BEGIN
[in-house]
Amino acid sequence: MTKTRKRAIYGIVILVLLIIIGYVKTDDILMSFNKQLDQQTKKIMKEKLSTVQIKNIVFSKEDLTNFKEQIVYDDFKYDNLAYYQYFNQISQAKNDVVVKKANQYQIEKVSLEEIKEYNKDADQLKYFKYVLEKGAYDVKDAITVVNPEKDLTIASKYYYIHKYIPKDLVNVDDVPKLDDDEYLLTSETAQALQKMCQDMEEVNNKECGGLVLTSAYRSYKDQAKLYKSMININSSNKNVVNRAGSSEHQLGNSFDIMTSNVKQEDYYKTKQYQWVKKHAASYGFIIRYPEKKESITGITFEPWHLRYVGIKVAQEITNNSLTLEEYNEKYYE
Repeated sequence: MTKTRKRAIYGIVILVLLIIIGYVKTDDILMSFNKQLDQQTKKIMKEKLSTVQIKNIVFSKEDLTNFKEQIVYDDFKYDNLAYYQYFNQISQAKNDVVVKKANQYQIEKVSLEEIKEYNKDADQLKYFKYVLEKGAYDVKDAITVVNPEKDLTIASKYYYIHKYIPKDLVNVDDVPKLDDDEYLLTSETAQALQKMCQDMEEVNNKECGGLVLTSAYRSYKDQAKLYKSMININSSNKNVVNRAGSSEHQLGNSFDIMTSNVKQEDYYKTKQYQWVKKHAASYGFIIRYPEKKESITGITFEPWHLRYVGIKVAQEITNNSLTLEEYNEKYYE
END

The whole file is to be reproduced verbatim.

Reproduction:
[in-house]
Amino acid sequence: MTKTRKRAIYGIVILVLLIIIGYVKTDDILMSFNKQLDQQTKKIMKEKLSTVQIKNIVFSKEDLTNFKEQIVYDDFKYDNLAYYQYFNQISQAKNDVVVKKANQYQIEKVSLEEIKEYNKDADQLKYFKYVLEKGAYDVKDAITVVNPEKDLTIASKYYYIHKYIPKDLVNVDDVPKLDDDEYLLTSETAQALQKMCQDMEEVNNKECGGLVLTSAYRSYKDQAKLYKSMININSSNKNVVNRAGSSEHQLGNSFDIMTSNVKQEDYYKTKQYQWVKKHAASYGFIIRYPEKKESITGITFEPWHLRYVGIKVAQEITNNSLTLEEYNEKYYE
Repeated sequence: MTKTRKRAIYGIVILVLLIIIGYVKTDDILMSFNKQLDQQTKKIMKEKLSTVQIKNIVFSKEDLTNFKEQIVYDDFKYDNLAYYQYFNQISQAKNDVVVKKANQYQIEKVSLEEIKEYNKDADQLKYFKYVLEKGAYDVKDAITVVNPEKDLTIASKYYYIHKYIPKDLVNVDDVPKLDDDEYLLTSETAQALQKMCQDMEEVNNKECGGLVLTSAYRSYKDQAKLYKSMININSSNKNVVNRAGSSEHQLGNSFDIMTSNVKQEDYYKTKQYQWVKKHAASYGFIIRYPEKKESITGITFEPWHLRYVGIKVAQEITNNSLTLEEYNEKYYE